Here’s another excerpt from my weekly column in The Sun Times…enjoy!


While our rural community provides relative safety from severe crime and the tragedies of war, daily living presents a variety of physical challenges that can have significant, long-term, or even life-threatening consequences. Simple tasks such as shoveling the driveway, chopping wood, cleaning eave troughs, or even just walking down an icy sidewalk challenge your balance, stability, muscular strength, and cardiovascular health.  These activities may seem trivial, but many of us are ill-prepared for the elements of risk involved or the physical exertion required and we experience injury as a result.


The Centers for Disease Control and Prevention (CDC) reports over 1.5 million Americans seek emergency room care each year due to simple slip, trip, and fall injuries.

Encountering these chance accidents may seem out of our control, but chance or negligence is not solely to blame for Americans vulnerability to slip and fall accidents.  With thirty states having an obesity rate greater than or equal to 25%, and an average of 50% of Americans meeting insufficient criteria for physical activity in 2007, we have made ourselves more vulnerable to simple injuries by being negligent of our level of physical fitness. 


Being physically inactive and overweight often correlates with poor cardiovascular health, weak muscles, inadequate balance, and reduced coordination, each of which increases risk not only for slipping and falling but also potential for increased severity of injury.  And although much of our health care philosophy relies upon rehabilitation from injury as a solution, health care professionals recommend exercise prescription, including cardiovascular exercise and resistance training, as a preventative strategy to diminish risk of injury and provide a mechanism for losing weight.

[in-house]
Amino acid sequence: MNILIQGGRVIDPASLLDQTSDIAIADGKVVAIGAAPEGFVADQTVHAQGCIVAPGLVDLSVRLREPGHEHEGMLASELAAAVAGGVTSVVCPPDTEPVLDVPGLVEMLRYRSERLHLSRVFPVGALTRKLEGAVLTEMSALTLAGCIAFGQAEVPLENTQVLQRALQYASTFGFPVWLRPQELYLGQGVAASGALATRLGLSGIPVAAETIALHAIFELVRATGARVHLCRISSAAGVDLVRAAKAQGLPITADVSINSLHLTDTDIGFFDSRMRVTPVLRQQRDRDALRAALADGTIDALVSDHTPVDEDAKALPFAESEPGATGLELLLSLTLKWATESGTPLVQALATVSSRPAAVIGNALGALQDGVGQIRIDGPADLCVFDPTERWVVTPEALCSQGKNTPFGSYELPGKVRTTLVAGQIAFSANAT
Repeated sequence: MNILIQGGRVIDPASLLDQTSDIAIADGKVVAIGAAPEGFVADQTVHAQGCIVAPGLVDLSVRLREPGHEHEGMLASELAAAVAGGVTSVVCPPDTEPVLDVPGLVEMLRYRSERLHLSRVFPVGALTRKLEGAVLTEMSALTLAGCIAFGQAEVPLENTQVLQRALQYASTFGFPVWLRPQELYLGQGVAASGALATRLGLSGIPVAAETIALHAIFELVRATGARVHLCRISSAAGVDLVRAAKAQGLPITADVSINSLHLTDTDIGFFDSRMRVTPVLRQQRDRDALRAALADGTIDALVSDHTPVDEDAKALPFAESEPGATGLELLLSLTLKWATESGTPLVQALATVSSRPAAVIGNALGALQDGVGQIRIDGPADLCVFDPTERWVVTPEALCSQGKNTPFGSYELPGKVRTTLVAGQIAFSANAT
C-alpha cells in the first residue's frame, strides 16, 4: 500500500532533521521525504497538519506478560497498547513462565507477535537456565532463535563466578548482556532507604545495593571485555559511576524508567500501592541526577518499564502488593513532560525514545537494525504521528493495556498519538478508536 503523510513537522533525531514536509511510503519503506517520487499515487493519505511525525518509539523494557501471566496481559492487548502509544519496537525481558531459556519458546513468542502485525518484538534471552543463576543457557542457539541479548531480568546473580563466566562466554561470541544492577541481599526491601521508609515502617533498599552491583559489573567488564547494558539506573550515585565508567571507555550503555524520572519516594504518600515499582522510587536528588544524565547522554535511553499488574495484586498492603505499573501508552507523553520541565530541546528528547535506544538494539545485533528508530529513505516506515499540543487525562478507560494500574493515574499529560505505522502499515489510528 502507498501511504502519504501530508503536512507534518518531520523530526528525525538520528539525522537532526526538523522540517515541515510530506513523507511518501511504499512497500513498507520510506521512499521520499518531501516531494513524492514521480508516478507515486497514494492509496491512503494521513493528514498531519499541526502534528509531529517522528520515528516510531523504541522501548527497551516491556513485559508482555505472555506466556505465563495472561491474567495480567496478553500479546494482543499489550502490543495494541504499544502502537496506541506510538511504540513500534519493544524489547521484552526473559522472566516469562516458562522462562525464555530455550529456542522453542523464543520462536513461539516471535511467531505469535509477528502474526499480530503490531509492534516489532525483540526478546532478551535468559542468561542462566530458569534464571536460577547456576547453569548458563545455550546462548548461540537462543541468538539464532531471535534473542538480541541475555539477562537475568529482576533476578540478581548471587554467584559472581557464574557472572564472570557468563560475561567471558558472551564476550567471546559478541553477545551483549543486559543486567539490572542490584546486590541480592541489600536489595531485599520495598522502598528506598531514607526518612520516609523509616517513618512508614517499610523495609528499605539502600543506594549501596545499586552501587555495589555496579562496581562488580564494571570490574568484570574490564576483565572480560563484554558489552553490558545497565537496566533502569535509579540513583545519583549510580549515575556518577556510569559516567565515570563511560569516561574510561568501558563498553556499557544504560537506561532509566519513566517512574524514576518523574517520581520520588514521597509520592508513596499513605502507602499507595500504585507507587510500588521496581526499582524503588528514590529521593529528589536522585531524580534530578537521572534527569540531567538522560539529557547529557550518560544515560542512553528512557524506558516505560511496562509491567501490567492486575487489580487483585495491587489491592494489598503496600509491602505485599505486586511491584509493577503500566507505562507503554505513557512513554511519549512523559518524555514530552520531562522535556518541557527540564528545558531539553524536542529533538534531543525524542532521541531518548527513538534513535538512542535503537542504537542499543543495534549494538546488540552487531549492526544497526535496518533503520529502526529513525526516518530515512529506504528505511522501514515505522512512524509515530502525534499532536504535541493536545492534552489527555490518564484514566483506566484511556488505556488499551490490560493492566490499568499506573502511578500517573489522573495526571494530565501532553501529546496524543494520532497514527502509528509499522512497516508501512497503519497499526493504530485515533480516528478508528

Including functional movements in your resistance training routine is one component of an injury prevention program.  The purpose of functional movement is to mimic real-world scenarios in a controlled environment, thereby improving your ability to perform the simple activities of everyday life.  Learning proper technique for performing movements such as squatting, balancing, and lifting objects from the floor to overhead promotes proper joint mechanics that protect knees, shoulders, hips, and lower back from fluke injuries.  Functional training also involves moving forward, backward, and sideways to place additional demand on core muscles and improve neuromuscular innervation.


While your ability to balance on one foot probably isn’t the difference between life and death, it could mean the difference between long-term hospitalization, a series of physical therapy, or an aspirin and some ice.  When starting a resistance training program, the load of resistance, sets, and repetitions should be chosen according to your current physical ability level.  Add resistance progressively and be patient with yourself when adding resistance.  This will prevent you from overloading joints and connective tissue during exercise.  Begin with higher reps and low weight focusing on proper technique until you master the movement itself.  Keep in mind that you should always consult your physician before starting an exercise program.



2007 CDC U.S. Physical Activity Statistics